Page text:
Julia or R for Analytical April

I already have experience in Python so for Analytical April which language i choose Julia or R

It is always controversial to talk about a “best” language, but for what it’s worth:

  • If you are interested in physical sciences and/or machine learning: Julia
  • if social sciences and statistics: R

Honestly, the best scientific language is often the one your colleagues are using. Better package support, easier to get advice.

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What are your goals, @suyash-1234? What would you like to gain from getting to know Julia or R a bit?

Above, @colinleach considers possible applications. However, other possible goals exist, such as broadening your horizons on what programming languages can be, or learning how they work internally, or gaining a different perspective on programming generally.

Strong agree with Colin - it is controversial to talk about ‘best’, and much better to talk about ‘use case’.

R is beloved by many - especially those who work in epidemiology, biostatistics, social science, and virology. As an example, Johns Hopkins University is a really big booster of R.

Julia is growing very very fast, and it getting lots of love from the likes of MIT’s Applied math department, NASA, Disney, and Capital One.

Learning-wise, Julias syntax feels closer to Python’s at the start - but Julia allows for much more elegant handling of matrices and mathematical formulas within the core language. To do those things in Python, you need third-partly libraries like Numpy and SymPy, among others.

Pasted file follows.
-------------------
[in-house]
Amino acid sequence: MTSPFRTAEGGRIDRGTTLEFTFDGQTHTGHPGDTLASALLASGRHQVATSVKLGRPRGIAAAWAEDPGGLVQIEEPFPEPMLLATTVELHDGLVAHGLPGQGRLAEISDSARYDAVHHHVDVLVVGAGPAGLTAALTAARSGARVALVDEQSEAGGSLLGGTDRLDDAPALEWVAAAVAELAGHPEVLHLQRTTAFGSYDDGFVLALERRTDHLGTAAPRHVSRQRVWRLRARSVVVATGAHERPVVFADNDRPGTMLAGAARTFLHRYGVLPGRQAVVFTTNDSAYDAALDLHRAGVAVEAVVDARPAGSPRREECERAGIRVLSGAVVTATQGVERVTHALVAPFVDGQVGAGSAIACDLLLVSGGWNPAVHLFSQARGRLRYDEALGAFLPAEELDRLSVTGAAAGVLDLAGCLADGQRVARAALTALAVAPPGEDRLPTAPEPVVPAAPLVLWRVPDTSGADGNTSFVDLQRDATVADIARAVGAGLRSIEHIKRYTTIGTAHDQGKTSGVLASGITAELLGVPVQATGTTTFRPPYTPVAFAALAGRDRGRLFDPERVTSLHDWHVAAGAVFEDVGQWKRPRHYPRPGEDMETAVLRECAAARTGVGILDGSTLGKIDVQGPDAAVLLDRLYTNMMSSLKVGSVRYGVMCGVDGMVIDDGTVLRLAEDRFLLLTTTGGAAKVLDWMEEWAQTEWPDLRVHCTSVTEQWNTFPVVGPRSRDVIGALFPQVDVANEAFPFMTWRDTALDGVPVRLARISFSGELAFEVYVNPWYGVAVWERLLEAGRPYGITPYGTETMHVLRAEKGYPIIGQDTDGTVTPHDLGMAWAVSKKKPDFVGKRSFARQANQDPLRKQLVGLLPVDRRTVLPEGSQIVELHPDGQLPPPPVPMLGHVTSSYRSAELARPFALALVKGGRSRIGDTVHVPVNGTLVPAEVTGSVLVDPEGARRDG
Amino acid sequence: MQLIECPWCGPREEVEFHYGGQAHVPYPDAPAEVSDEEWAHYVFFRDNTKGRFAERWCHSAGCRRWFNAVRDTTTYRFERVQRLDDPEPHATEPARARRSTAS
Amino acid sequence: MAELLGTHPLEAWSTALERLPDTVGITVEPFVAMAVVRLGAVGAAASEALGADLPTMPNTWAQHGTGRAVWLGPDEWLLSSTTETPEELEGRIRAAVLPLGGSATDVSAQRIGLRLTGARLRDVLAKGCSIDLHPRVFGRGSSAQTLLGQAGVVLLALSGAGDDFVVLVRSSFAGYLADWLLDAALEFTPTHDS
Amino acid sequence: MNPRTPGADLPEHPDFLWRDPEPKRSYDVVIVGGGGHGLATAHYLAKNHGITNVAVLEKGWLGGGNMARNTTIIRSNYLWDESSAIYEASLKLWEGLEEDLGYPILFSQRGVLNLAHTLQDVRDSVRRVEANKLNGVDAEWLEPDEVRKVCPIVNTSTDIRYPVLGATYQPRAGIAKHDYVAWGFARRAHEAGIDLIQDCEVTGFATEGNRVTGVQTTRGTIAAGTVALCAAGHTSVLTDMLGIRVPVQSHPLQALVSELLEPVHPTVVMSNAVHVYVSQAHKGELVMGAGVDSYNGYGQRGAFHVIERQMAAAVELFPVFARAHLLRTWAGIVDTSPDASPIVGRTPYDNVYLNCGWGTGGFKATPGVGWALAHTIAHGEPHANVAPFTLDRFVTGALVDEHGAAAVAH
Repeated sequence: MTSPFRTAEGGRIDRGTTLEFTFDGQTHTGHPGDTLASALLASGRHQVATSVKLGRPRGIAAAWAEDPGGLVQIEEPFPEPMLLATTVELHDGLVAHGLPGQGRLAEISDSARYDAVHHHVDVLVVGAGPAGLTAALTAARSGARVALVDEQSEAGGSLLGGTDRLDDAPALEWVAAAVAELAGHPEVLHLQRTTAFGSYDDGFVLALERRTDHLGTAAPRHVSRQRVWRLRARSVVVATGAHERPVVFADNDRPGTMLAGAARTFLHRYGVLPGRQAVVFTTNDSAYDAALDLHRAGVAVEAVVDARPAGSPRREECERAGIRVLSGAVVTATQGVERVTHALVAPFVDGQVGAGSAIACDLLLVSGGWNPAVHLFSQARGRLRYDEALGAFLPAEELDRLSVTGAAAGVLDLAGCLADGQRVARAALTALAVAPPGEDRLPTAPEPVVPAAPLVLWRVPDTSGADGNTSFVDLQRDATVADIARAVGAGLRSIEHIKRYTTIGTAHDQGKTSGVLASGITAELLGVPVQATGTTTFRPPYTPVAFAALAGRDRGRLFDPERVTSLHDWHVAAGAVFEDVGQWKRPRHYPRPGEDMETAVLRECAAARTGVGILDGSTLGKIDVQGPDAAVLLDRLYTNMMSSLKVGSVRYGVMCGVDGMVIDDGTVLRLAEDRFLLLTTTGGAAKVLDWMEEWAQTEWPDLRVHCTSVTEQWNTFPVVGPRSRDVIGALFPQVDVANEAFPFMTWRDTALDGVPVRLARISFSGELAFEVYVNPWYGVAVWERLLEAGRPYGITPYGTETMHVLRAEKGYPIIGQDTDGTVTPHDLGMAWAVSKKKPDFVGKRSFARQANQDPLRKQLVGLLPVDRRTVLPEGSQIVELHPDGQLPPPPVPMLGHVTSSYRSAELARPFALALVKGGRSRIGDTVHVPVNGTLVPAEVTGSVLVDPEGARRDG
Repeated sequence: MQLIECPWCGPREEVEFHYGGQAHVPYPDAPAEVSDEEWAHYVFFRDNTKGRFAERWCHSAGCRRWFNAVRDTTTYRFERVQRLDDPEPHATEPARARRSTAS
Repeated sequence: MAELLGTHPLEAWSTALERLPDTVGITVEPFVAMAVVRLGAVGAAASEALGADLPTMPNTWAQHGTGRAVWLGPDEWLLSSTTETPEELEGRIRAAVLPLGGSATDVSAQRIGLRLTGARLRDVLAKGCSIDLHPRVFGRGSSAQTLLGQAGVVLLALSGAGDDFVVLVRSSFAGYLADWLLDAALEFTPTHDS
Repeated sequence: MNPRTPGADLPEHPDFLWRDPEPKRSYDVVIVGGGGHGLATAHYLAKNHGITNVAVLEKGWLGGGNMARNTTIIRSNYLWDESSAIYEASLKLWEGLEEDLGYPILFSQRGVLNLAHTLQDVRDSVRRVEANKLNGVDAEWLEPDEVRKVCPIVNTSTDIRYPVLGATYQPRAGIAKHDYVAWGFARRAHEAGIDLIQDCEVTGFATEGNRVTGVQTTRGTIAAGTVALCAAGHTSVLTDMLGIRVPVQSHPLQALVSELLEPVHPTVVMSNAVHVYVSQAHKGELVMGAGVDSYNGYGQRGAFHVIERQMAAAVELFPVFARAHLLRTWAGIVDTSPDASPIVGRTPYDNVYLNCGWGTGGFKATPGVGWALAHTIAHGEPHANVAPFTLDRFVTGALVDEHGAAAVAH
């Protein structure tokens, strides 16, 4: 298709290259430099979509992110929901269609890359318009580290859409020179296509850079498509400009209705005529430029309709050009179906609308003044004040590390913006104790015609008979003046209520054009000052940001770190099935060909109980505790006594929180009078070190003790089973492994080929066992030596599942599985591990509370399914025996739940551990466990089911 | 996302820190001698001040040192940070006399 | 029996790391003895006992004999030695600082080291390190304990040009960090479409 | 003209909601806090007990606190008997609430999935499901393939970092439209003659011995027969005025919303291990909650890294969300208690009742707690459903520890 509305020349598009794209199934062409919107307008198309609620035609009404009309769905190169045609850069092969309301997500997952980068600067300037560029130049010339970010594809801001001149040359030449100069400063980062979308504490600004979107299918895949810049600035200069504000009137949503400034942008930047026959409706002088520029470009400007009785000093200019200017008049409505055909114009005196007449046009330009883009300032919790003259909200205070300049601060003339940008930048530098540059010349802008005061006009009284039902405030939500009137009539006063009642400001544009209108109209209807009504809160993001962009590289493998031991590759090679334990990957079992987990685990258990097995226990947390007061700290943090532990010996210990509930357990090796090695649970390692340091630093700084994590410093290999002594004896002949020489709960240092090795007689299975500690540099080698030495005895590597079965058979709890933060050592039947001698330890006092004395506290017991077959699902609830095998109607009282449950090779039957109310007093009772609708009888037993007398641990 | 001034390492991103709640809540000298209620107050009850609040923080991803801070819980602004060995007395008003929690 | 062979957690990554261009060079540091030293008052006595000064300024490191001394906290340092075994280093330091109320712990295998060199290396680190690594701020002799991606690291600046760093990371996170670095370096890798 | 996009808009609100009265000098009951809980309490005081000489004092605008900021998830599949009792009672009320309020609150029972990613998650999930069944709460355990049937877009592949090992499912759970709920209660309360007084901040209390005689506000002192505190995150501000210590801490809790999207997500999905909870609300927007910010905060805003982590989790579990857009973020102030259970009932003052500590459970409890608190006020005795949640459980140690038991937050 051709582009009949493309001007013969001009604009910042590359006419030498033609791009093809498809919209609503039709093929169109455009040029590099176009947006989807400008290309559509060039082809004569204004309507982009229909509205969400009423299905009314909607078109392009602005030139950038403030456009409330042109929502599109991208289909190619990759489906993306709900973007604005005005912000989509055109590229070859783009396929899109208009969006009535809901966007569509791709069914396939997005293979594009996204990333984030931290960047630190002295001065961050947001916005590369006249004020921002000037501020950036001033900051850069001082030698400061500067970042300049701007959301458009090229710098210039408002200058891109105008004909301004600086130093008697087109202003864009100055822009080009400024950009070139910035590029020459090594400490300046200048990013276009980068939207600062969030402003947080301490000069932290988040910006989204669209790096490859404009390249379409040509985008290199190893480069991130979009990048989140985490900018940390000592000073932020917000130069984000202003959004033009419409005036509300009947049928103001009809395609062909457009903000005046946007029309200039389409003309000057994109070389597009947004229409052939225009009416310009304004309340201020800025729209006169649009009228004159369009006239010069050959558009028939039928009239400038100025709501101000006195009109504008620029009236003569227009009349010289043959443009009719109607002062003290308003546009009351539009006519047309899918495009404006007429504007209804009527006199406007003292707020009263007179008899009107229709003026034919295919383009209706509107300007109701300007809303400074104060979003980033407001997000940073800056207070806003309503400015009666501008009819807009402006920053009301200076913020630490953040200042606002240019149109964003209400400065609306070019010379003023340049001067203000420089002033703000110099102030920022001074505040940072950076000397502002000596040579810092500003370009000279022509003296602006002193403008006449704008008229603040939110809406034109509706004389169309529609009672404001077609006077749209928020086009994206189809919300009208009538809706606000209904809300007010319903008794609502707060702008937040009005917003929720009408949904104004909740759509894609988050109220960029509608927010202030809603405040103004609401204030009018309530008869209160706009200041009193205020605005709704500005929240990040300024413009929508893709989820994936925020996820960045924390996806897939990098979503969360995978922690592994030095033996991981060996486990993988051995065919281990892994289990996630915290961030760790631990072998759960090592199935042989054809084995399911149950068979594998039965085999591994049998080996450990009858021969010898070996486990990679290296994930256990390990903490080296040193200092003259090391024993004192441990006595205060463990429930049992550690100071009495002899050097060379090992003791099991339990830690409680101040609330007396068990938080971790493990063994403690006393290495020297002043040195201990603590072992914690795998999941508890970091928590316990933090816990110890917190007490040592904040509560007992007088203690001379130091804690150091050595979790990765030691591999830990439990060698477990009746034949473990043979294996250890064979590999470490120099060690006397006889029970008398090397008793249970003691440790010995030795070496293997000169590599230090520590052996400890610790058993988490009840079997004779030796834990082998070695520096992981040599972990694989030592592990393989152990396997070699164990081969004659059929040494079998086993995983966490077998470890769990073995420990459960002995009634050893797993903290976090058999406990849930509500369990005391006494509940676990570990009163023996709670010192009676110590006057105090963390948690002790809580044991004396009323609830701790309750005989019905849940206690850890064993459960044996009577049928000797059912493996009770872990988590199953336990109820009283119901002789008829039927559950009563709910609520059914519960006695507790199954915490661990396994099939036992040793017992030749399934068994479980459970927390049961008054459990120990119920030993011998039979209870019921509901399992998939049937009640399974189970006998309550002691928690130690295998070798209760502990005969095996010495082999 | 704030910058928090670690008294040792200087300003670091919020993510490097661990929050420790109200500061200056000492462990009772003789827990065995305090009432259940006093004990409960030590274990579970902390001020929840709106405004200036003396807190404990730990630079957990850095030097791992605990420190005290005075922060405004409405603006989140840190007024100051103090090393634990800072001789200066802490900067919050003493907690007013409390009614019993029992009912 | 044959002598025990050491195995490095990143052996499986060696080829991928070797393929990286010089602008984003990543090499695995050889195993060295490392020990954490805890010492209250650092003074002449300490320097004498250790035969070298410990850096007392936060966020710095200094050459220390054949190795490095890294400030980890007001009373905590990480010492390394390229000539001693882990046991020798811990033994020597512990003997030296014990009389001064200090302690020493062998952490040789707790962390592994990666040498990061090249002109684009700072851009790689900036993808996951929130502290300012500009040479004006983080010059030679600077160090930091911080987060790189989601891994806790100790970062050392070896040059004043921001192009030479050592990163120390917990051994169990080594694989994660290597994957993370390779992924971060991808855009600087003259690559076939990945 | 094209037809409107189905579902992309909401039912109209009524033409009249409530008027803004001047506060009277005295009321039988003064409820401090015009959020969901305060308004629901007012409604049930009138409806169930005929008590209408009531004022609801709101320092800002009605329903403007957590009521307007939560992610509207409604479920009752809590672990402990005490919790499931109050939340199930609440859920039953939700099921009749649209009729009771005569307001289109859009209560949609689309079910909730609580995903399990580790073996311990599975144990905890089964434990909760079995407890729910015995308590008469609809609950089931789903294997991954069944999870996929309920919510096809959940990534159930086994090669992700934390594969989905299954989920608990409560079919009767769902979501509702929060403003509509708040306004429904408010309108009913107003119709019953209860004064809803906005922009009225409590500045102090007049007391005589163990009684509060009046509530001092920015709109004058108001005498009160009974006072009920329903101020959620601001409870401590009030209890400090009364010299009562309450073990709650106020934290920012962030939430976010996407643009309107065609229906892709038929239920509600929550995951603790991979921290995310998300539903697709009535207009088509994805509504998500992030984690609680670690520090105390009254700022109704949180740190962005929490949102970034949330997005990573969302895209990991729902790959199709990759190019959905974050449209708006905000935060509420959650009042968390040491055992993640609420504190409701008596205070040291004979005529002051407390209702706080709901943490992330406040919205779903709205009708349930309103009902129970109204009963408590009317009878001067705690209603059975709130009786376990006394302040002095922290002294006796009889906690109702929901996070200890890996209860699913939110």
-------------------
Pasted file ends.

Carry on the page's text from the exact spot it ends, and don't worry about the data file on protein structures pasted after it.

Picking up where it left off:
Learning-wise, R is further away from what I’d call a general-purpose programming language. But it has some really really nice tools for working with statistical distributions and for visualizing and telling stories with data. For what R gives you (even without the Tidyverse), you have to install Numpy, Matplotlib, Pandas, and Seaborn in Python.

RStudio is a really nice IDE that also supports using Python and Markdown from within the main interface.

What’s really fun is that all three languages are interoperable.

From R:

From Julia:

From Python:

Which means you can explore things by starting with what you know in Python and ‘porting’ to or ‘borrowing from’ the others. :smile:


I would think that at the level of solving Exercism exercises all three languages would be roughly equivalent. So choice would depend on what you want to do with them in the future, if anything.

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Julia has a pretty awesome type system, if you are choosing between the two I’d go with Julia just because of that.

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@suyash-1234 What might be useful is to watch the introduction videos I did for both tracks:

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